As Bishop Audo’s life grew harder during Syria’s descent into civil war, he poured himself all the more into his community—officiating at weddings while bombs exploded a few streets away, or feeding countless homeless. He redoubled his efforts to care for Muslims, feeling that they needed not simply his help but his witness, his otherness.

Incarnational Way

Where does the strength for this labor come from? From the well that never runs dry, the well of living water springing up in the life of the believer in Christ. It needs tending to run free, and nourishment through study of the Scriptures, celebration of the sacraments, and prayer. When we commit ourselves to these regular rhythms, we find hope to face a daily wilderness, courage to contend with the enemy at the gate, strength to move beyond grudges and insults.

This is no call to retreat from public advocacy or political engagement. Loving neighbors and enemies is a good reason to support pro-life causes, to defend family structures, to champion racial justice, to campaign for less-than-onerous taxation, and to help the able-bodied jobless find work instead of sustaining them with life-draining handouts. But policymaking devoid of service robs the church of its witness and drains its ability to speak prophetically.

In the four decades of life in America under Roe v. Wade, legislation to curb abortion has fought its way—sometimes successfully and sometimes not—through statehouses, Congress, and the courts. In that time what has arguably done more to change both behavior and attitudes on abortion, however, are changes brought through “incarnational” ministries—through devoted firsthand contact with pregnant women and with their unborn children.

The technological advances allowing a woman to see her baby moving on a screen, in 3D, at life’s earliest stages, complicate the pro-abortion industry’s game to keep a baby a fetus, its moving, breathing parts mere tissue. Then, the steady, unglamorous work of pregnancy support centers around the country, staffed mostly with volunteers, have helped women know—no matter their circumstances—they and their baby can have a life beyond the challenges of an unwanted pregnancy.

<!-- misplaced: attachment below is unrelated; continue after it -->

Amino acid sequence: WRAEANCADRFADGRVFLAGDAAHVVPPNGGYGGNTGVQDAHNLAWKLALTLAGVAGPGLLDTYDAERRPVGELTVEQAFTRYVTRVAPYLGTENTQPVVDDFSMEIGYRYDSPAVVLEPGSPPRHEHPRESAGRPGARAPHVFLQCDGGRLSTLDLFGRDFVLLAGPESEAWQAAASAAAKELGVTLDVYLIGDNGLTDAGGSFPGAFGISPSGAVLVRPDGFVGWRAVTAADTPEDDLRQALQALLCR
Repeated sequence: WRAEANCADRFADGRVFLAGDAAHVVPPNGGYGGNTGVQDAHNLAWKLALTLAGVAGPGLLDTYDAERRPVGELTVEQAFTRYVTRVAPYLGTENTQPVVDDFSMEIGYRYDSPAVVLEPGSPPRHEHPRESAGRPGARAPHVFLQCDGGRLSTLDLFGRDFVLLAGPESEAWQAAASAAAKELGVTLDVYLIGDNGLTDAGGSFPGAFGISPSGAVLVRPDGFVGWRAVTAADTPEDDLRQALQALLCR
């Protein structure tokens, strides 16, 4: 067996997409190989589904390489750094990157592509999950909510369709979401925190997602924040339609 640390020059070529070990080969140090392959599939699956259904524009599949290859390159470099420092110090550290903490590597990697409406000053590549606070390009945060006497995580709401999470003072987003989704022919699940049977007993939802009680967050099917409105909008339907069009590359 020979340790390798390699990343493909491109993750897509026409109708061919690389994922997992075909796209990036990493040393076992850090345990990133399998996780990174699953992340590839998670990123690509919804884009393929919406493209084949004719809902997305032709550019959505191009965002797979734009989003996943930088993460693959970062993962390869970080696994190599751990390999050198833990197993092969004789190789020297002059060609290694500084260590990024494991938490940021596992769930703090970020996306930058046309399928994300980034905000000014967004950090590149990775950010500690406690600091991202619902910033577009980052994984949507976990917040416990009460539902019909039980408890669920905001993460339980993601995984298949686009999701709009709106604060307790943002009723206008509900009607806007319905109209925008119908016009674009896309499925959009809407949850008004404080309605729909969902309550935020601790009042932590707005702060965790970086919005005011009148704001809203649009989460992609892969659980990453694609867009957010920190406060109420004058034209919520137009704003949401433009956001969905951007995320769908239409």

In this and other areas where injustice cries out, the point is to look, ground-level, to see who is hurting, who is left out, who needs our “otherness.”

Working Class of Jesus’s Day

Jesus drew followers from the competing and contenting classes of his day: tax collectors (Matthew, Zaccheus); Pharisees (Nicodemus); women and the marginalized (Mary, Martha, the Samaritan woman at the well); and day laborers (Peter and James, his brother). Think of them as today’s professionals, the intelligentsia, the people below the glass ceiling, and President-elect Trump’s much-analyzed white, working class supporters. Surely each would break for different candidates.

Think of [Jesus’s disciples] as today’s professionals, the intelligentsia, the people below the glass ceiling, and President-elect Trump’s much-analyzed white, working class supporters. . . . [The early church] drew from these disparate groups an unconventional fellowship, a fellowship of otherness bound only by their unity in Christ.

Yet as we read the Gospels and the Acts of the Apostles, we see Jesus and later his disciples drawing from these disparate groups an unconventional fellowship, a fellowship of otherness bound only by their unity in Christ. They came not to the occasional town hall meeting, or the once-every-four-years election cycle, but to intimate relationships formed over daily activities and built around the Word, the sacraments, and prayer.

The disciples’ willingness to labor together—though once strangers, even enemies—is the ground we walk on in our churches. It’s the way forward from this bruising season.